Welcome to our new series, She Said/She Said, where I will tackle marketing hot topics with the help of OppSource Account Director Tara Servais.
As always, last weekend’s Super Bowl created excellent fodder for a marketing discussion. In our inaugural She Said/She Said post, Tara and I will discuss the success of the pinch-hitting Oreo ad released within minutes of the blackout at the Superdome. In addition to bringing in nearly 16,000 retweets (15,937 as of writing this post), the ad was lauded as a major real-time marketing win–truly the stuff of marketers’ dreams.
When you compare the effectiveness of a well-timed, spot-on ad that was published in a highly visible and sharable arena with the fact that a 30-second commercial during this year’s Super Bowl ran companies $3.5 million, it’s tempting to tout social media as winning the day. After debating both sides over email on Monday, Tara and I decided to take it to the blogs in order to properly duke it out.
Laura: Hearing about a potential penetration of impressions nearing potentially 7M people would certainly make any marketer salivate. While I don’t deny that projections like this are exciting, I have to wonder just many of these retweets are really seen and digested. According to Twitter, there were 24.1M tweets during this year’s Super Bowl and halftime show. During the power outage, when Oreo posted its ad, there were 231,500 tweets per minute (TPM) but at the end of Beyonce’s half-time show (half the length of the power outage), there were 5.5M tweets recorded with the @Beyonce handle. Why am I throwing all these numbers around? To show that Twitter is a fast-moving, highly-saturated platform where there’s a lot of greatness (see: Oreo) and a lot of trash (see: whatever your brother-in-law is posting). Yes, it worked great for Oreo…but can it work for everyone with a great and timely ad?Question 1: Do impressions equal success?
Tara: Oreo has a Twitter audience of almost 73,000 followers and their tweet received 14,000 organic retweets by Monday. If the average Twitter audience for each of those individual retweets was an average 500 followers, the potential penetration of impressions on the retweets is near 7M, plus the 73,000 impressions from Oreo’s original audience. If you consider the number of quoted retweets (RT) plus the number of people who are outside of the Twitterverse but may have been exposed to the ad through traditional media covering the story, the reach of this simple tweet continues to expand. Sure it probably has not reached an audience as extensive as 100M television viewers, but for nearly no monetary spend this marketing approach has unquestionable ROI.
Question 2: What chance is there that this success can be repeated?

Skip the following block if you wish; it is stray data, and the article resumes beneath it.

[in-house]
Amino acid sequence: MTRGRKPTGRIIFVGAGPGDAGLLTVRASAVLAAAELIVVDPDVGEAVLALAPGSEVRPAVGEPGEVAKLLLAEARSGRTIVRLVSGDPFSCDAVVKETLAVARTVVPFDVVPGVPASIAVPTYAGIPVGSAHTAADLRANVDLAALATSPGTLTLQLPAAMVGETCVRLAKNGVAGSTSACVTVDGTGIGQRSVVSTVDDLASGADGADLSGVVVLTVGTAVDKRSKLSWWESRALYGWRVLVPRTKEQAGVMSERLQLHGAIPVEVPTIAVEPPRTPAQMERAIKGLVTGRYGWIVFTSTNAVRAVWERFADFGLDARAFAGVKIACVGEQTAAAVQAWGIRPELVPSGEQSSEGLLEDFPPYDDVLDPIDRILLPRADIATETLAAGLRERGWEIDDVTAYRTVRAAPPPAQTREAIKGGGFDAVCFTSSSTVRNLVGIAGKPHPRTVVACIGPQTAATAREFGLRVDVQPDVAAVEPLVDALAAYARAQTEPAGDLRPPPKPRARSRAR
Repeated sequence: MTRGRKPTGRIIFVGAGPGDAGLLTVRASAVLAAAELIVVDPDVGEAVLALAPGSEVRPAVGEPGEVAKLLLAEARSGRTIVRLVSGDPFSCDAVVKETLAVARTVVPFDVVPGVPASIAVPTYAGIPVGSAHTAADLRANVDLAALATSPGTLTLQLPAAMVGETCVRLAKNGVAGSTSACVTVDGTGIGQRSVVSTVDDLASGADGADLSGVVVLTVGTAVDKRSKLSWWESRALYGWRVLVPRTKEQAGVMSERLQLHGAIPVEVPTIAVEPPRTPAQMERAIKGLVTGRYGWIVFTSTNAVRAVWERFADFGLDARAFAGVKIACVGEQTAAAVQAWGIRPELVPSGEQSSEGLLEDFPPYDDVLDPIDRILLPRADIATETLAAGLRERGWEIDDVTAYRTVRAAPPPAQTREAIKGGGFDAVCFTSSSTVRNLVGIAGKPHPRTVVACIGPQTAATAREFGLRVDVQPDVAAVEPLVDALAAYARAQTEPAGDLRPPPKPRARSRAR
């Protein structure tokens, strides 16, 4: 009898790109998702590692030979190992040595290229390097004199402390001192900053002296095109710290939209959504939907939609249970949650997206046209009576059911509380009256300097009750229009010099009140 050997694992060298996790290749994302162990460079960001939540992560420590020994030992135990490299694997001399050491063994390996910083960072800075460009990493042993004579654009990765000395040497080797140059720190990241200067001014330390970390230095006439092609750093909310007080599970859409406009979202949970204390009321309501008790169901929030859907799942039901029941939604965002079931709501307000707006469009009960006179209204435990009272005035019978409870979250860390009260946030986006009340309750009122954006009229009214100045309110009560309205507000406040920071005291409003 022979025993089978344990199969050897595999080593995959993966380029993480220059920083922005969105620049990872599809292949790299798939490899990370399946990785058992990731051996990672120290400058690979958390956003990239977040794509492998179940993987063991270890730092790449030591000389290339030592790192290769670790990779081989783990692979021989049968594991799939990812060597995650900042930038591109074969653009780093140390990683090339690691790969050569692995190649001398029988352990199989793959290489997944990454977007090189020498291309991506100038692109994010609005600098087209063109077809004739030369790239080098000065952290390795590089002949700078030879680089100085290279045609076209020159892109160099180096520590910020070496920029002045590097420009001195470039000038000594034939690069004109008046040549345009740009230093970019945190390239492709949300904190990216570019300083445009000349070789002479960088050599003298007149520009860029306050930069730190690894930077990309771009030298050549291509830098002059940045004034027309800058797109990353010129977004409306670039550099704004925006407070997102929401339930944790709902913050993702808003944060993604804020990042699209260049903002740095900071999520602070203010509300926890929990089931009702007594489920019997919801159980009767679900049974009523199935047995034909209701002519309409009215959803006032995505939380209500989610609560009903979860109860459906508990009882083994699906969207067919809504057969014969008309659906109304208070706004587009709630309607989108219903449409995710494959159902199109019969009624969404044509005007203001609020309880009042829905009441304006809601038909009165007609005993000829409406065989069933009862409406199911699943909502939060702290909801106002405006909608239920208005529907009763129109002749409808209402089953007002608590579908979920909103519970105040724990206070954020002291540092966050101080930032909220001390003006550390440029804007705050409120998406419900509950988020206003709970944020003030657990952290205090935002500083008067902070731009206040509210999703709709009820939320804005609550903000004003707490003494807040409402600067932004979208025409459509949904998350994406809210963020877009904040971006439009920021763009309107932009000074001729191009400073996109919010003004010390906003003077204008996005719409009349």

Laura: The thing about marketing “going viral” is that there’s no predictability. People have spent millions upon millions trying to create marketing/advertising that “generates buzz” and “goes viral” but there’s no real science to it. Oreo hit that perfect mix of message, timing, and vehicle that makes you wonder why you didn’t think of something so simple for your company. I’m certainly not saying that social/free platforms have no place in the marketing mix–leveraging these platforms well already was what partially enabled Oreo’s success. Without its vast following, great ad group, and empowered social media team, this never could have been pulled off.
I will also add that I think you have to look at the success with a grain of salt, especially when trying to extrapolate it to a larger question of whether social can replace traditional. To me, the part about the traditional outlets (network news coverage, e.g.) giving Oreo even more of a boost is moot. There will always be extra excitement for he who crosses the finish line first (and deservedly so) but it certainly can’t be counted on going forward. The next company that has a huge win like this cannot expect commentary from Forbes and Bloomberg and network news. Again, I’m not advocating companies don’t create compelling marketing and use free sites to get it out, I’m just saying that repeatability of this magnitude cannot be anticipated and therefore saying that social can replace traditional doesn’t seem likely to me.
Tara: Of course we can’t predict if an ad will go viral and generate results to the degree Oreo saw from its Super Bowl win. The point here, however, is very simple: social platforms’ audiences only continue to grow–network television’s do not. Even those watching TV shows are able to watch when and how they want, often without watching in real-time and without seeing advertising. Large companies like Nabisco may have the marketing budgets for a Super Bowl spot while they also build a presence on free social platforms, but what about the rest of us? Facebook has over 1B users (and continues to add daily to this total) and Twitter has over 500M active users. Millennials are the leading group of consumers that embrace social media as a part of their everyday lives and when you consider they will make up 36 percent of the work force by 2014 and 46 percent by 2020, it’s definitely in your best interests to meet them where they are–on social platforms.
While we don’t anticipate solving world (or marketing) crises in our She Said/She Said column, we do hope we gave you some food for thought. Chime in below with your vote–do you think social platforms can overtake traditional outlets?